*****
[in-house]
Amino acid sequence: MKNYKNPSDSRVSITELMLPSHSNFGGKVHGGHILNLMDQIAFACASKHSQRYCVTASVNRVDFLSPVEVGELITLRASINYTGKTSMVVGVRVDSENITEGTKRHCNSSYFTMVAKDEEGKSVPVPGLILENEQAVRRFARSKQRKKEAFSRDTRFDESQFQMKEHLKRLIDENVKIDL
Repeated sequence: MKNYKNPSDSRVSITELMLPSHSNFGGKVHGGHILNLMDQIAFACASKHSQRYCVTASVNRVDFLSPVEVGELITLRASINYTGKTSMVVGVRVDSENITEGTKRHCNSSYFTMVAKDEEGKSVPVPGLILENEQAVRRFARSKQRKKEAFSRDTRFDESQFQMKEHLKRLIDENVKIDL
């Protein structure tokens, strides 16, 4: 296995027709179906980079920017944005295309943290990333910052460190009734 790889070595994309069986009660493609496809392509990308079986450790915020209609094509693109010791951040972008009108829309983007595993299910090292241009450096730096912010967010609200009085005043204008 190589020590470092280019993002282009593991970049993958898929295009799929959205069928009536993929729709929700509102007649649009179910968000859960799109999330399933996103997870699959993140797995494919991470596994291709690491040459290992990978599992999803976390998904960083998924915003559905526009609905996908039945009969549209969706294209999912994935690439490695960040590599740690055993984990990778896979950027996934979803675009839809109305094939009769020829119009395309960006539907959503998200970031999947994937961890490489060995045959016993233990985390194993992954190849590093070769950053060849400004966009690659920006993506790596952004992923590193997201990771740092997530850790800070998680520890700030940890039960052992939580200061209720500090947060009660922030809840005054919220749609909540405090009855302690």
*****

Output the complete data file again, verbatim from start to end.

[in-house]
Amino acid sequence: MKNYKNPSDSRVSITELMLPSHSNFGGKVHGGHILNLMDQIAFACASKHSQRYCVTASVNRVDFLSPVEVGELITLRASINYTGKTSMVVGVRVDSENITEGTKRHCNSSYFTMVAKDEEGKSVPVPGLILENEQAVRRFARSKQRKKEAFSRDTRFDESQFQMKEHLKRLIDENVKIDL
Repeated sequence: MKNYKNPSDSRVSITELMLPSHSNFGGKVHGGHILNLMDQIAFACASKHSQRYCVTASVNRVDFLSPVEVGELITLRASINYTGKTSMVVGVRVDSENITEGTKRHCNSSYFTMVAKDEEGKSVPVPGLILENEQAVRRFARSKQRKKEAFSRDTRFDESQFQMKEHLKRLIDENVKIDL
């Protein structure tokens, strides 16, 4: 296995027709179906980079920017944005295309943290990333910052460190009734 790889070595994309069986009660493609496809392509990308079986450790915020209609094509693109010791951040972008009108829309983007595993299910090292241009450096730096912010967010609200009085005043204008 190589020590470092280019993002282009593991970049993958898929295009799929959205069928009536993929729709929700509102007649649009179910968000859960799109999330399933996103997870699959993140797995494919991470596994291709690491040459290992990978599992999803976390998904960083998924915003559905526009609905996908039945009969549209969706294209999912994935690439490695960040590599740690055993984990990778896979950027996934979803675009839809109305094939009769020829119009395309960006539907959503998200970031999947994937961890490489060995045959016993233990985390194993992954190849590093070769950053060849400004966009690659920006993506790596952004992923590193997201990771740092997530850790800070998680520890700030940890039960052992939580200061209720500090947060009660922030809840005054919220749609909540405090009855302690």